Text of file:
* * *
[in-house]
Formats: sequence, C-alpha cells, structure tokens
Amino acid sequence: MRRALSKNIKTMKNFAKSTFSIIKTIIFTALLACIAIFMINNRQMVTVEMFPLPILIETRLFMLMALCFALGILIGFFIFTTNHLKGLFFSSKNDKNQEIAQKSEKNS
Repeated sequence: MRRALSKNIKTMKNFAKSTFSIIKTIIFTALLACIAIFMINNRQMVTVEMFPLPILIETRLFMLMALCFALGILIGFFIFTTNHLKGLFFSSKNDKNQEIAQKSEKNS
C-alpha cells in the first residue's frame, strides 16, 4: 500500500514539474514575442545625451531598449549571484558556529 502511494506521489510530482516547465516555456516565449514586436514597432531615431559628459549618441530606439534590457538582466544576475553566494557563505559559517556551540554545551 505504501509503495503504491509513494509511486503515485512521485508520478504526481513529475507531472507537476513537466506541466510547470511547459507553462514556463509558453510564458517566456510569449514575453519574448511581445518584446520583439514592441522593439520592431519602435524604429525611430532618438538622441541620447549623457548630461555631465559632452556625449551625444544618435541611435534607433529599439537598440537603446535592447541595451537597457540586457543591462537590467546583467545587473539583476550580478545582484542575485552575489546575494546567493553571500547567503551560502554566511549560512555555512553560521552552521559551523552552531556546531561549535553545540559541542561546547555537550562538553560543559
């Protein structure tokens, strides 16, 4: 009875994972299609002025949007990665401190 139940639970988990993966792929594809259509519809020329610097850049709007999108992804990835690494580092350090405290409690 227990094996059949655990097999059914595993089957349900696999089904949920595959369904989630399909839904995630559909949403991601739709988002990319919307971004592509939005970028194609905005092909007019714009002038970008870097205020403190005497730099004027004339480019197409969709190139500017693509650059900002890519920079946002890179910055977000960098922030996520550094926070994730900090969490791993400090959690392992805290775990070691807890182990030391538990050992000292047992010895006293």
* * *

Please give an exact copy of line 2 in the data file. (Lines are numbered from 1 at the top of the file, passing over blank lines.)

Formats: sequence, C-alpha cells, structure tokens